This is how RERA will clean Indian Real Estate
- Saturday 22st April 2017
- Author: Riya Kapoor
The main aim of this act is to eliminate the loophole of late deliveries from the real estate sector of India.
Builders would need to register all the projects covering more than 500 sq. mtrs of area. Earlier this limit was 1000 sq. mtrs.
Builders would need to keep 70 per cent of the sales proceed including land cost in a separate escrow account.
The Real Estate (Regulatory and Amendment) Act, 2016 has been approved by the government. Its impact on real estate and parties involved in real estate would be exciting. 20 major amendments have been done to the Act on the recommendations of Rajya Sabha. All of these amendments aim at promoting buyers’ interest and transparency in the real estate market. Several amendments will work differently to achieve one goal. Let’s see how different amendments will clean the real estate sector of India:
1.Quick Deliveries: the main aim of this act is to eliminate the loophole of late deliveries from the real estate sector of India. Most of the buyers shy away from investing in real estate because their funds remain tied up in properties for years. With a regulatory body in place, this Act aims for faster and timely completion of projects and regain investor trust. The redressal system has also been made faster wherein a grievance would be redressed within 60 days so that the work resumes as soon as possible.
Compulsory Registration: builders would need to register all the projects covering more than 500 sq. meters of area. Earlier this limit was 1000 sq. mtrs. However, decreasing the limit to 500 sq. mtrs means more projects would fall under the Act, expanding the scope of Act. Earlier, registration wasn’t compulsory and most of the unorganized sector did not register their projects, giving way to black money. Now, along with registration, it is mandatory for the builders to furnish details of the property online which would be available to the public. This will induce transparency in the system.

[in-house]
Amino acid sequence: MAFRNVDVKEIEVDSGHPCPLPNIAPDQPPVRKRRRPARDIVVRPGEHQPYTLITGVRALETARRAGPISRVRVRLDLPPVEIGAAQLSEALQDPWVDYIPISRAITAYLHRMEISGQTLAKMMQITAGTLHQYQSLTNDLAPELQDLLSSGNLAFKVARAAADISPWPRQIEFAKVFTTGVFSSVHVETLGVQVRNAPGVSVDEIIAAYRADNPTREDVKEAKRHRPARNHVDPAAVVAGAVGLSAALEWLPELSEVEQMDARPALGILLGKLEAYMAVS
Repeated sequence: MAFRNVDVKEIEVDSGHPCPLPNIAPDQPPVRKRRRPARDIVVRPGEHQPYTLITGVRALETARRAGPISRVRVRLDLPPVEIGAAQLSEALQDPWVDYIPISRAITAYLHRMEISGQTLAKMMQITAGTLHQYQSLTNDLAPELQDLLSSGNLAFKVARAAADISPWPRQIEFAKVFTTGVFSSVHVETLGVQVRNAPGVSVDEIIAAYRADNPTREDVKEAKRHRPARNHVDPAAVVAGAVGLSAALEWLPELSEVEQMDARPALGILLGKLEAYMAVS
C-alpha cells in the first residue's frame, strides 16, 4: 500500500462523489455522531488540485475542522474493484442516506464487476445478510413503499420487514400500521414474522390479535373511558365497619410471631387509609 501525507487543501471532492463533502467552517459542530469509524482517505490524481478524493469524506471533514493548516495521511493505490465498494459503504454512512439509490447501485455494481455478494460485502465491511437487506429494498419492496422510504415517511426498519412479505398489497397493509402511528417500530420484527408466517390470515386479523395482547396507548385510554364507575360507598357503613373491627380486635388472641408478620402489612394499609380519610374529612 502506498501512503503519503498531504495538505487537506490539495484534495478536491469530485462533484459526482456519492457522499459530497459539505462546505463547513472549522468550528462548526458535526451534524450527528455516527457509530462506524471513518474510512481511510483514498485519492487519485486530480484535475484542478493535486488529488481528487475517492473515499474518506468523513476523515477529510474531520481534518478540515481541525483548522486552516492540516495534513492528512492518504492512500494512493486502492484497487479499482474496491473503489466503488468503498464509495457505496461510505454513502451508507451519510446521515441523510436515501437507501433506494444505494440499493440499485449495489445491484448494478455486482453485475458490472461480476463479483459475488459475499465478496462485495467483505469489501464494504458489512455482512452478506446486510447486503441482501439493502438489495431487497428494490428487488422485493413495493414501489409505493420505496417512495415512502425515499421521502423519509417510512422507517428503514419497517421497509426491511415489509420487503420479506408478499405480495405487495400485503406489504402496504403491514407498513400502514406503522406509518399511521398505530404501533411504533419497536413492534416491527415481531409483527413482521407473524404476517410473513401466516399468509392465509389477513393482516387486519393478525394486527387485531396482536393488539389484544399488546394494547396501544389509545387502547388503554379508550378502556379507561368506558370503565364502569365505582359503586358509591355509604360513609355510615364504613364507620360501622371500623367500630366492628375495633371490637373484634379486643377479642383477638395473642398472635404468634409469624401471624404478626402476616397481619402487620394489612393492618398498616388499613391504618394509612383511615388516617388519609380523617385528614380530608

3.Escrow Account: builders would need to keep 70 percent of the sales proceed including land cost in a separate escrow account. This will discourage the diversion of funds and also foster speedy completion of the work. Earlier, builders used to use the funds received for one project towards initiating other projects. This led to the delay in completion of the project at hand. However, due to this escrow account, builders won’t be able to make new investments and it will lead to an overall slow market because new investments could not be done until then the project at hand is over.
4.Carpet Area the carpet area is specifically defined in the Act. Now, builders or promoters won’t be able to include extra spaces that buyers are unaware of, in the carpet area and charge a higher amount to buyers.
5.Punitive Measures: the punishment for failing to adhere to the Act has been made more stringent. Earlier, the builder was subject to 3 years of imprisonment but now he would be imprisoned for 7 years if he violates the act and he would be also liable to pay 25 percent of the fair market value of the property in the picture. By imposing more restrictions on the builders, this Act aims to protect the interest of innocent buyers.
6.Transparency: the main objective of this Act is to promote trust and transparency in the dubious real estate sector in India. To achieve this, taking approvals from all the competent authorities has been made mandatory for the builder before he can start a project. This way, the builder would be left with negligible scope to cheat innocent buyers and satisfied buyers will also furnish more trust in the system. However, in order to fulfill one objective of transparency, the other objective of fast completion of the projects would be defeated because gathering all the approvals take time and the project won’t begin until and unless all the approvals are in place.
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